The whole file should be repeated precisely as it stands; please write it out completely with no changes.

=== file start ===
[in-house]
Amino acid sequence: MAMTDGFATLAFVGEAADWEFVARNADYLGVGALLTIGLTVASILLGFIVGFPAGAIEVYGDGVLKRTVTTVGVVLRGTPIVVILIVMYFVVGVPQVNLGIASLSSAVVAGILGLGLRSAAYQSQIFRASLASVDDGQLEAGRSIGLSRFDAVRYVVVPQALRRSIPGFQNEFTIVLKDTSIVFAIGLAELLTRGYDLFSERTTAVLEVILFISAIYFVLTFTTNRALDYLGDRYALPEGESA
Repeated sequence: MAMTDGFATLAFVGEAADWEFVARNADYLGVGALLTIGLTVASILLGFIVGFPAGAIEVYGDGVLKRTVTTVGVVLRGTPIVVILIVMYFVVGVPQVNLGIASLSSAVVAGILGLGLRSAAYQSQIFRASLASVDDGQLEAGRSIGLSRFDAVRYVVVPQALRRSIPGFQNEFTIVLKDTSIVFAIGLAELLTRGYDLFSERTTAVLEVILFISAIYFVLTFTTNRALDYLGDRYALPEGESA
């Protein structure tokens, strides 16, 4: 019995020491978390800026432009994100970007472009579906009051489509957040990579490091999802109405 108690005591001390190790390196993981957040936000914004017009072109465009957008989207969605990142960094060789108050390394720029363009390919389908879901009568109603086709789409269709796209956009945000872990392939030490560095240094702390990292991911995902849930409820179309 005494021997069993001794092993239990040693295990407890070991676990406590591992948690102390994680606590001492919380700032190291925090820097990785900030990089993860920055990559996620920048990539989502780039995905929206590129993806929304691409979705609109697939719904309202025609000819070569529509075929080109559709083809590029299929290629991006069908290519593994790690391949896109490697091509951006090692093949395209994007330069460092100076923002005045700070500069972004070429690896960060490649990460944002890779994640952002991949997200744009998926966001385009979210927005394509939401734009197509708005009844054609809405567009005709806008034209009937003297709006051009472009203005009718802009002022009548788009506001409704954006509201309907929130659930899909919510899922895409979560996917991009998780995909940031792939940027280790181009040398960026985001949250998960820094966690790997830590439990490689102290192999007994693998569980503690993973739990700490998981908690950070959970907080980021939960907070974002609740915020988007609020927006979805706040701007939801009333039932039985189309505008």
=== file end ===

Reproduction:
[in-house]
Amino acid sequence: MAMTDGFATLAFVGEAADWEFVARNADYLGVGALLTIGLTVASILLGFIVGFPAGAIEVYGDGVLKRTVTTVGVVLRGTPIVVILIVMYFVVGVPQVNLGIASLSSAVVAGILGLGLRSAAYQSQIFRASLASVDDGQLEAGRSIGLSRFDAVRYVVVPQALRRSIPGFQNEFTIVLKDTSIVFAIGLAELLTRGYDLFSERTTAVLEVILFISAIYFVLTFTTNRALDYLGDRYALPEGESA
Repeated sequence: MAMTDGFATLAFVGEAADWEFVARNADYLGVGALLTIGLTVASILLGFIVGFPAGAIEVYGDGVLKRTVTTVGVVLRGTPIVVILIVMYFVVGVPQVNLGIASLSSAVVAGILGLGLRSAAYQSQIFRASLASVDDGQLEAGRSIGLSRFDAVRYVVVPQALRRSIPGFQNEFTIVLKDTSIVFAIGLAELLTRGYDLFSERTTAVLEVILFISAIYFVLTFTTNRALDYLGDRYALPEGESA
């Protein structure tokens, strides 16, 4: 019995020491978390800026432009994100970007472009579906009051489509957040990579490091999802109405 108690005591001390190790390196993981957040936000914004017009072109465009957008989207969605990142960094060789108050390394720029363009390919389908879901009568109603086709789409269709796209956009945000872990392939030490560095240094702390990292991911995902849930409820179309 005494021997069993001794092993239990040693295990407890070991676990406590591992948690102390994680606590001492919380700032190291925090820097990785900030990089993860920055990559996620920048990539989502780039995905929206590129993806929304691409979705609109697939719904309202025609000819070569529509075929080109559709083809590029299929290629991006069908290519593994790690391949896109490697091509951006090692093949395209994007330069460092100076923002005045700070500069972004070429690896960060490649990460944002890779994640952002991949997200744009998926966001385009979210927005394509939401734009197509708005009844054609809405567009005709806008034209009937003297709006051009472009203005009718802009002022009548788009506001409704954006509201309907929130659930899909919510899922895409979560996917991009998780995909940031792939940027280790181009040398960026985001949250998960820094966690790997830590439990490689102290192999007994693998569980503690993973739990700490998981908690950070959970907080980021939960907070974002609740915020988007609020927006979805706040701007939801009333039932039985189309505008």